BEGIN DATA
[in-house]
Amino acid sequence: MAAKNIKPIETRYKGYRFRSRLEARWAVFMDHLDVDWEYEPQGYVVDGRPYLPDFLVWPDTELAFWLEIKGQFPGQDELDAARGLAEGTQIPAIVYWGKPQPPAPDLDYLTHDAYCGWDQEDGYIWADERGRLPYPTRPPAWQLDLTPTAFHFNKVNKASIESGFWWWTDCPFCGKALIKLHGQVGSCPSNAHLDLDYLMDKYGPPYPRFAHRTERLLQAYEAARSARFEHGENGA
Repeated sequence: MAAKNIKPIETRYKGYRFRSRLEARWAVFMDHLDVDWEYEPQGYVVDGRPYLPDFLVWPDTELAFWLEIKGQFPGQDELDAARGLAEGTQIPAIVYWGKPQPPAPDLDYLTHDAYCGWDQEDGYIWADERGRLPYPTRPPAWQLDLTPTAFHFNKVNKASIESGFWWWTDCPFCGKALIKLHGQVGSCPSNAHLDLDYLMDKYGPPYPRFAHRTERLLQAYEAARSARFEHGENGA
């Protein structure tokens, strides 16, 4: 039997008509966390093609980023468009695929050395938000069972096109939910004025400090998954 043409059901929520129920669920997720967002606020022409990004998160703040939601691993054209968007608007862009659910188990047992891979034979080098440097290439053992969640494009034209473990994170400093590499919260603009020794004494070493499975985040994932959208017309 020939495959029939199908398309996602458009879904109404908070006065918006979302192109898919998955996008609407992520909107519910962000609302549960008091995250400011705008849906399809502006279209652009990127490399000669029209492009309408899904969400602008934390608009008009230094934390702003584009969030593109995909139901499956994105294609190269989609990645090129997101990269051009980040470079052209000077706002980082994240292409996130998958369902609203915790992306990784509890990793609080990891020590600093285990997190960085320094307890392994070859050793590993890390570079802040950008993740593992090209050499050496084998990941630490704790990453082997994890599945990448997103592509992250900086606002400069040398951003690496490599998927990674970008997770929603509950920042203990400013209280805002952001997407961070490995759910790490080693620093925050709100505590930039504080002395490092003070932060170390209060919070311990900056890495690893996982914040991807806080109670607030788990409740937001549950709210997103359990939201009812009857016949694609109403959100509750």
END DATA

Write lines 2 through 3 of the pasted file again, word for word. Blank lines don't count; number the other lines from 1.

Amino acid sequence: MAAKNIKPIETRYKGYRFRSRLEARWAVFMDHLDVDWEYEPQGYVVDGRPYLPDFLVWPDTELAFWLEIKGQFPGQDELDAARGLAEGTQIPAIVYWGKPQPPAPDLDYLTHDAYCGWDQEDGYIWADERGRLPYPTRPPAWQLDLTPTAFHFNKVNKASIESGFWWWTDCPFCGKALIKLHGQVGSCPSNAHLDLDYLMDKYGPPYPRFAHRTERLLQAYEAARSARFEHGENGA
Repeated sequence: MAAKNIKPIETRYKGYRFRSRLEARWAVFMDHLDVDWEYEPQGYVVDGRPYLPDFLVWPDTELAFWLEIKGQFPGQDELDAARGLAEGTQIPAIVYWGKPQPPAPDLDYLTHDAYCGWDQEDGYIWADERGRLPYPTRPPAWQLDLTPTAFHFNKVNKASIESGFWWWTDCPFCGKALIKLHGQVGSCPSNAHLDLDYLMDKYGPPYPRFAHRTERLLQAYEAARSARFEHGENGA